Absence of the Autophagy Adaptor SQSTM1/p62 Causes Childhood-Onset Neurodegeneration with Ataxia, Dystonia, and Gaze Palsy

Tobias B B. Haack, Arcangela Iuso, Laura S S. Kremer, Monika Hartig, Tim M M. Strom, Thomas Meitinger, Holger Prokisch, Tobias B B. Haack, Arcangela Iuso, Matteo Gorza, Laura S S. Kremer, Elisabeth Graf, Riccardo Berutti, Tim M M. Strom, Thomas Meitinger, Holger Prokisch, Erika Ignatius, Pirjo Isohanni, Anu Suomalainen, Christopher J J. CarrollErika Ignatius, Pirjo Isohanni, Tuula Lönnqvist, Javier Calvo-Garrido, Henrik Stranneheim, Anna Wedell, Camilla Maffezzini, Christoph Freyer, Anna Wredenberg, Martin Paucar, Per Svenningsson, Henrik Stranneheim, Anna Wedell, Christoph Freyer, Anna Wredenberg, Göran Brandberg, Manju A A. Kurian, Manju A A. Kurian, Susan A A. Hayflick, Susan A A. Hayflick, Susan A A. Hayflick, Paola Venco, Valeria Tiranti, Martin Dichgans, Martin Dichgans, Thomas Meitinger, Thomas Klopstock, Martin Dichgans, Thomas Klopstock, Rita Horvath, Elke Holinski-Feder, Jan Senderek, Thomas Klopstock

Research output: Contribution to journalArticle

36 Scopus citations

Abstract

SQSTM1 (sequestosome 1; also known as p62) encodes a multidomain scaffolding protein involved in various key cellular processes, including the removal of damaged mitochondria by its function as a selective autophagy receptor. Heterozygous variants in SQSTM1 have been associated with Paget disease of the bone and might contribute to neurodegeneration in amyotrophic lateral sclerosis (ALS) and frontotemporal dementia (FTD). Using exome sequencing, we identified three different biallelic loss-of-function variants in SQSTM1 in nine affected individuals from four families with a childhood- or adolescence-onset neurodegenerative disorder characterized by gait abnormalities, ataxia, dysarthria, dystonia, vertical gaze palsy, and cognitive decline. We confirmed absence of the SQSTM1/p62 protein in affected individuals’ fibroblasts and found evidence of a defect in the early response to mitochondrial depolarization and autophagosome formation. Our findings expand the SQSTM1-associated phenotypic spectrum and lend further support to the concept of disturbed selective autophagy pathways in neurodegenerative diseases.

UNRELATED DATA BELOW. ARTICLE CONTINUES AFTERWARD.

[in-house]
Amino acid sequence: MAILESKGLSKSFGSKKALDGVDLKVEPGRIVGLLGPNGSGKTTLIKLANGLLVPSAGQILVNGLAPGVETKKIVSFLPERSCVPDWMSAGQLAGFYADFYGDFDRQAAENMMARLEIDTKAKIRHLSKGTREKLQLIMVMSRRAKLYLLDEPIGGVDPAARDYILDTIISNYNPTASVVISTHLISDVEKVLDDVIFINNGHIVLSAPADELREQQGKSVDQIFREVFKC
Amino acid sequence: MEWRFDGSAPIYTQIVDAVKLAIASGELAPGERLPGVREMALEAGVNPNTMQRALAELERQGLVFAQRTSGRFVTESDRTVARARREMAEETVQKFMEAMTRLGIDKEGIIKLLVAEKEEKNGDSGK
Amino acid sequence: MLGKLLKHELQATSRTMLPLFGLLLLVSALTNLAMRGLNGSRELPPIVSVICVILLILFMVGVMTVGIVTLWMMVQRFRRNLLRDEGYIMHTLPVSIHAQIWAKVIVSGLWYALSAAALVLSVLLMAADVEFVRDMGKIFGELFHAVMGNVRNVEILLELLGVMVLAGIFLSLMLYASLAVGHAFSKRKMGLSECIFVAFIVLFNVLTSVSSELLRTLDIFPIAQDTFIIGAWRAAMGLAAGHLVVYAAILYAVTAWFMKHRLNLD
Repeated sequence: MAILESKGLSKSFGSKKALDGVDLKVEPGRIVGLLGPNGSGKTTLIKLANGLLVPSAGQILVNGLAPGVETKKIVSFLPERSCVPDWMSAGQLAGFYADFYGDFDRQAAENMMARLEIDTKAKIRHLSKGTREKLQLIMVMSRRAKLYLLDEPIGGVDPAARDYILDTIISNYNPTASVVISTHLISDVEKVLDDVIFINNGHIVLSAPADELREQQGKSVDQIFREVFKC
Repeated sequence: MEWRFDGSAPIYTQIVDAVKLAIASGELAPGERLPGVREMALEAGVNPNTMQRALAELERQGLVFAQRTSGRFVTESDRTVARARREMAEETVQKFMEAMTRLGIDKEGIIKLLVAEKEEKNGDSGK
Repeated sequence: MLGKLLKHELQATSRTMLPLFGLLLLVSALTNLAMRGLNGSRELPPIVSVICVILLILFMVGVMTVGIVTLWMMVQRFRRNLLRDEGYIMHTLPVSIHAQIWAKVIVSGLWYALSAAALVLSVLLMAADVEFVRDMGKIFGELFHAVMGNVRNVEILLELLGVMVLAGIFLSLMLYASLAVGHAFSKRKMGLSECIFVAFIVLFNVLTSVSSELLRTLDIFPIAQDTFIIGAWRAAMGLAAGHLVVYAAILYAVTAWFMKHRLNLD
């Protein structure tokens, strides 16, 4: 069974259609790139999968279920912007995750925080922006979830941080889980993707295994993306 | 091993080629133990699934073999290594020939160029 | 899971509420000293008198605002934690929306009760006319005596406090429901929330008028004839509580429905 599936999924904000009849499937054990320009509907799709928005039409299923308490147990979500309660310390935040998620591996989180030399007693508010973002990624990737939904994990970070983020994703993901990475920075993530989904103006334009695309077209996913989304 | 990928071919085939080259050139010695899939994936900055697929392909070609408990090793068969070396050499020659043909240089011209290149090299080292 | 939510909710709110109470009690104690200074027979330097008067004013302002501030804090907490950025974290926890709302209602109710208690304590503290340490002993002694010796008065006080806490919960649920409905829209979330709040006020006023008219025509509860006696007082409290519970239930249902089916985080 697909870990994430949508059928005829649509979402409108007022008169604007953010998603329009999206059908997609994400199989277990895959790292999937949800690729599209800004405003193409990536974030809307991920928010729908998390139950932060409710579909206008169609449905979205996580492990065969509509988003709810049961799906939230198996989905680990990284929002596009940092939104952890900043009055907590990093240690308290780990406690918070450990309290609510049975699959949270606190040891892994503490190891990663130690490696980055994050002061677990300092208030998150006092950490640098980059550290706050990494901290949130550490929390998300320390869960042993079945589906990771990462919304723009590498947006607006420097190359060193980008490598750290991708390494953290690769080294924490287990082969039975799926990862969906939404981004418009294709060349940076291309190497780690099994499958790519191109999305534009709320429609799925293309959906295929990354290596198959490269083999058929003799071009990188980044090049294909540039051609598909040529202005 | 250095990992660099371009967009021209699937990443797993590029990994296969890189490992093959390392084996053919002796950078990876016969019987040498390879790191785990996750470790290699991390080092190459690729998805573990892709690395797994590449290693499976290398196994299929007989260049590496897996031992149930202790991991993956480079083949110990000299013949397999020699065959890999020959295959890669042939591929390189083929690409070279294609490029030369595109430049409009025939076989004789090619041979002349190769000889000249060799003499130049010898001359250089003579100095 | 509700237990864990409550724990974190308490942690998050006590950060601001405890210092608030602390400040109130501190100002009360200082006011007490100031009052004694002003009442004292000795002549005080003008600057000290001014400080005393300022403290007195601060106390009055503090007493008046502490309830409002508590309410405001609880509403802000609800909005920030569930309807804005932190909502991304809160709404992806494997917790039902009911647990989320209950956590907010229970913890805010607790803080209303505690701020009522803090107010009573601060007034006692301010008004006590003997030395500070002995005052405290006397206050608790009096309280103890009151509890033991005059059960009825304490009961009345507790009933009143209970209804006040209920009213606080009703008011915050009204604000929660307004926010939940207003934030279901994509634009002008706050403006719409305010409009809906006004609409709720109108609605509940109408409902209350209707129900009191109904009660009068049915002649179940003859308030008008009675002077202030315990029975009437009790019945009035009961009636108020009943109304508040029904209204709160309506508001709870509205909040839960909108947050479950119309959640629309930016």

Original languageEnglish (US)
Pages (from-to)735-743
Number of pages9
JournalAmerican Journal of Human Genetics
Volume99
Issue number3
DOIs
StatePublished - Sep 1 2016

ASJC Scopus subject areas

  • Genetics
  • Genetics(clinical)

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    Haack, TB. B., Iuso, A., Kremer, LS. S., Hartig, M., Strom, TM. M., Meitinger, T., Prokisch, H., Haack, TB. B., Iuso, A., Gorza, M., Kremer, LS. S., Graf, E., Berutti, R., Strom, TM. M., Meitinger, T., Prokisch, H., Ignatius, E., Isohanni, P., Suomalainen, A., ... Klopstock, T. (2016). Absence of the Autophagy Adaptor SQSTM1/p62 Causes Childhood-Onset Neurodegeneration with Ataxia, Dystonia, and Gaze Palsy. American Journal of Human Genetics, 99(3), 735-743. https://doi.org/10.1016/j.ajhg.2016.06.026